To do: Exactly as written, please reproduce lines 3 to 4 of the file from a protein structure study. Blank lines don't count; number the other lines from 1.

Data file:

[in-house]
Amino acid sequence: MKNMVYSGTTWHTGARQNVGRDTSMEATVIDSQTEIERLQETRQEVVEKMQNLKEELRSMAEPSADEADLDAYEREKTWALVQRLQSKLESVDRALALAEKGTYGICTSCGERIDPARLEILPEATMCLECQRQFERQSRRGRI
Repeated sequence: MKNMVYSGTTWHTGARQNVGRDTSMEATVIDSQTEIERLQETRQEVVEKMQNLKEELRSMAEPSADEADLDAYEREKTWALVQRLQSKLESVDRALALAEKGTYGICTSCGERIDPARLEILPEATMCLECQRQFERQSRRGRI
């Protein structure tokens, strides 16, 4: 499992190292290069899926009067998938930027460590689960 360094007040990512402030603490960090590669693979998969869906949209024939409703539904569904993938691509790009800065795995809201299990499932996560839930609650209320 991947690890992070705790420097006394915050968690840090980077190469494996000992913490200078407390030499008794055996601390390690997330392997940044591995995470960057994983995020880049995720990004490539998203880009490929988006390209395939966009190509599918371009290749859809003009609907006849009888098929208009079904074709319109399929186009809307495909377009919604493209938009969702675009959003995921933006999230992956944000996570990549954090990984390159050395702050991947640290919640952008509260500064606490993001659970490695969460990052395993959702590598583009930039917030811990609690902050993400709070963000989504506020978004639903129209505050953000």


Repeated sequence: MKNMVYSGTTWHTGARQNVGRDTSMEATVIDSQTEIERLQETRQEVVEKMQNLKEELRSMAEPSADEADLDAYEREKTWALVQRLQSKLESVDRALALAEKGTYGICTSCGERIDPARLEILPEATMCLECQRQFERQSRRGRI
């Protein structure tokens, strides 16, 4: 499992190292290069899926009067998938930027460590689960 360094007040990512402030603490960090590669693979998969869906949209024939409703539904569904993938691509790009800065795995809201299990499932996560839930609650209320 991947690890992070705790420097006394915050968690840090980077190469494996000992913490200078407390030499008794055996601390390690997330392997940044591995995470960057994983995020880049995720990004490539998203880009490929988006390209395939966009190509599918371009290749859809003009609907006849009888098929208009079904074709319109399929186009809307495909377009919604493209938009969702675009959003995921933006999230992956944000996570990549954090990984390159050395702050991947640290919640952008509260500064606490993001659970490695969460990052395993959702590598583009930039917030811990609690902050993400709070963000989504506020978004639903129209505050953000």